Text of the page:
Floyd F. Chadee

I think it depends on premiums being down. But remember, very often this depends on the geography of the premium. The RBC formula is fairly complicated, and it also depends on where the premiums are down, so it may not be consistent quarter-to-quarter.

Operator

Our next question comes from the line of Steven Schwartz with Raymond James.

Steven D. Schwartz - Raymond James & Associates, Inc., Research Division

No, it was asked and answered.

Operator

And our final question comes from the line of John Nadel from Sterne Agee.

John M. Nadel - Sterne Agee & Leach Inc., Research Division

I wanted to sort of go along Rich's line of questioning. And listen, I know -- I'll try to do this in a way that doesn't put you at a competitive disadvantage, but I do want to try to understand the sensitivity a bit more, and I've talked with Rich, among others, about this. If I want to solve, with no other changes to my model of StanCorp, if I want to solve for a low double-digit ROE, let's call it 12%, with all other assumptions held constant, of course, a lot of things could change, but I need to drop what is today's group benefit ratio from around 83%, 84%. I need to drop that all the way to the mid-70s. Now I understand expenses can be a driver, buybacks could be bigger, other assumption changes can occur. That maybe means that the benefit ratio doesn't need to come down that much to get to that double-digit or 12% ROE. But I guess the question is, do you feel confident that once all the 3 sets of pricing increases have been fully baked into your book of business, do you feel confident that, that benefit ratio can come down by, order of magnitude, 5 or 6 full points?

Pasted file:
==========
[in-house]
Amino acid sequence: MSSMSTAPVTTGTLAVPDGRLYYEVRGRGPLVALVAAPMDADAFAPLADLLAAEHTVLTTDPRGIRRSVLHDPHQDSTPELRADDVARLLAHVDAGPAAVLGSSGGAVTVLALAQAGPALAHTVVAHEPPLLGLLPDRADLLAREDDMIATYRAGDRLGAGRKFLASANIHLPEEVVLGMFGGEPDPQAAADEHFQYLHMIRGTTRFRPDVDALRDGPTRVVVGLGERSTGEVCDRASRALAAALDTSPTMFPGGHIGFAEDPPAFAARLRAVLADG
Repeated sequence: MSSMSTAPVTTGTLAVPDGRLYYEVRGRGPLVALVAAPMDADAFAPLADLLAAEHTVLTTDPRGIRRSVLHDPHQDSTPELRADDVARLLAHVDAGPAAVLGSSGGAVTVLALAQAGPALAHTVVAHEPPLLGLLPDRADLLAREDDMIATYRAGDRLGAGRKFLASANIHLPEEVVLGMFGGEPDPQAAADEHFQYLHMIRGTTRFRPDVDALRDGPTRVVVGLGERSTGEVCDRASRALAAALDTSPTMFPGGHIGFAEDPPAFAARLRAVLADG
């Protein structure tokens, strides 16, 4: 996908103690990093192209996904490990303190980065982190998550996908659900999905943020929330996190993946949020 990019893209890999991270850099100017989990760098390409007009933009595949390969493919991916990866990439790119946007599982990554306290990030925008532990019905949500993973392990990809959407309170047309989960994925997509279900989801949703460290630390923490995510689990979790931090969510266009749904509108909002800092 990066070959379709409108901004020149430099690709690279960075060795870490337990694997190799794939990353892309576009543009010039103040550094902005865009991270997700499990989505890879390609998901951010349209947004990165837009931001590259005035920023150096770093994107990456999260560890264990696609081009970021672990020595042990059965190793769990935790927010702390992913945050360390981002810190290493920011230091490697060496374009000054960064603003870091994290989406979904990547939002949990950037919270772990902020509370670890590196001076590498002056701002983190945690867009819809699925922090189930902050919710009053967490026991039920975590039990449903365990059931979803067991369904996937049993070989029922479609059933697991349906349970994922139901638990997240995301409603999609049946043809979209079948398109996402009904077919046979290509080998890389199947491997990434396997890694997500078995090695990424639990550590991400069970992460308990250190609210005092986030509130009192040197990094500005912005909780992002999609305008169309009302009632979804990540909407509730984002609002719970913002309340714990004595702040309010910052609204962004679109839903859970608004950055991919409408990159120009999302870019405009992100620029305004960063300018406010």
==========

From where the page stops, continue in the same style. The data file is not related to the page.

Floyd F. Chadee

So John, I am -- one, I mean, I don't have access to your model, so I don't know that I want to comment on that.

John M. Nadel - Sterne Agee & Leach Inc., Research Division

Well, I'm sure it's not as good as yours, but...

Floyd F. Chadee

Two, I don't think we'd throw a specific number on the ROE target. We do think this business is a low double-digit ROE business. That's the second point. The third point is we feel very good about the action we're taking. It may not be immediately obvious in a particular quarter given the volatility, and it's not immediately obvious when you have volatility in some other lines. But as Jim and Dan have already pointed out, we feel very good about the progress we're making on all the fronts in terms of our action here.

Jeff Hallin

So I'd like to turn the call over to Greg for some closing remarks.

J. Gregory Ness

Thanks, Jeff. In closing, I'd like to leave you with just a few thoughts as we close the first quarter of 2013. We are absolutely off to a good start. We're making good progress on our repricing efforts to address the impact of the elevated disability claims and the impact of the continued low interest rate environment on the group insurance business. That progress is evident in the benefit ratio. We're also managing expenses in line with our expectation of premiums, and we have updated our guidance to reflect the additional income generated as part of our expense reduction efforts. With the consistent generation of capital, we have resumed share repurchases. I'm pleased with these results of our deliberate and purposeful strategy for StanCorp. They reflect our disciplined and financial strength, as well as our resolve.

Due to the nature of the business that we are in, we do expect to see quarterly volatility. However, this is a long-term business. And over time, our results will yield superior long-term results for shareholders. We're confident of that.

We appreciate you listening to our first quarter earnings call today. Have a great afternoon.

Jeff Hallin

Thanks, Greg. I'd like to thank everyone once again for joining our call. There will be a replay of this call starting this afternoon running through May 3. To listen to this call, you can dial (877) 660-6853 and enter the conference ID number 410589. A replay of today's webcast will also be available at www.stancorpfinancial.com.

Operator

Thank you for participating in today's telephone conference. You may now disconnect.